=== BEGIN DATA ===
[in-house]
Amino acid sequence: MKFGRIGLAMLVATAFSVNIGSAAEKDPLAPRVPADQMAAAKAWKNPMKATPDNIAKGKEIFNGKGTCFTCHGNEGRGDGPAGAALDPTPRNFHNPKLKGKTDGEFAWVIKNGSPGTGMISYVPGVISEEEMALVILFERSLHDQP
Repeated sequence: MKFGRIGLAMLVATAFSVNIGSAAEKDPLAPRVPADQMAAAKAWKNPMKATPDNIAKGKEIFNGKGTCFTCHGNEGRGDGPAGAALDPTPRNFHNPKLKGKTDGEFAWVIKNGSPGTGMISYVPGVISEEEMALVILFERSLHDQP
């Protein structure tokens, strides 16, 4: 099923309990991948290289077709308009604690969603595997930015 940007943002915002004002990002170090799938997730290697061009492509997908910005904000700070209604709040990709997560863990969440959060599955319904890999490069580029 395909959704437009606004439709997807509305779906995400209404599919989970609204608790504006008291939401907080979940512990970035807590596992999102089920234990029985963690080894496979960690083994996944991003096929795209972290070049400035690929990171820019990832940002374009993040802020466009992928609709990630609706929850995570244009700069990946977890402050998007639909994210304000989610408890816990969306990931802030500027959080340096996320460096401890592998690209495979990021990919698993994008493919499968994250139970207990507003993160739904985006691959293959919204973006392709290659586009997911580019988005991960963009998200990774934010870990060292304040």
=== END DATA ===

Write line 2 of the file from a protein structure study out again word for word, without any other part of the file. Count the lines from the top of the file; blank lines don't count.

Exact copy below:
Amino acid sequence: MKFGRIGLAMLVATAFSVNIGSAAEKDPLAPRVPADQMAAAKAWKNPMKATPDNIAKGKEIFNGKGTCFTCHGNEGRGDGPAGAALDPTPRNFHNPKLKGKTDGEFAWVIKNGSPGTGMISYVPGVISEEEMALVILFERSLHDQP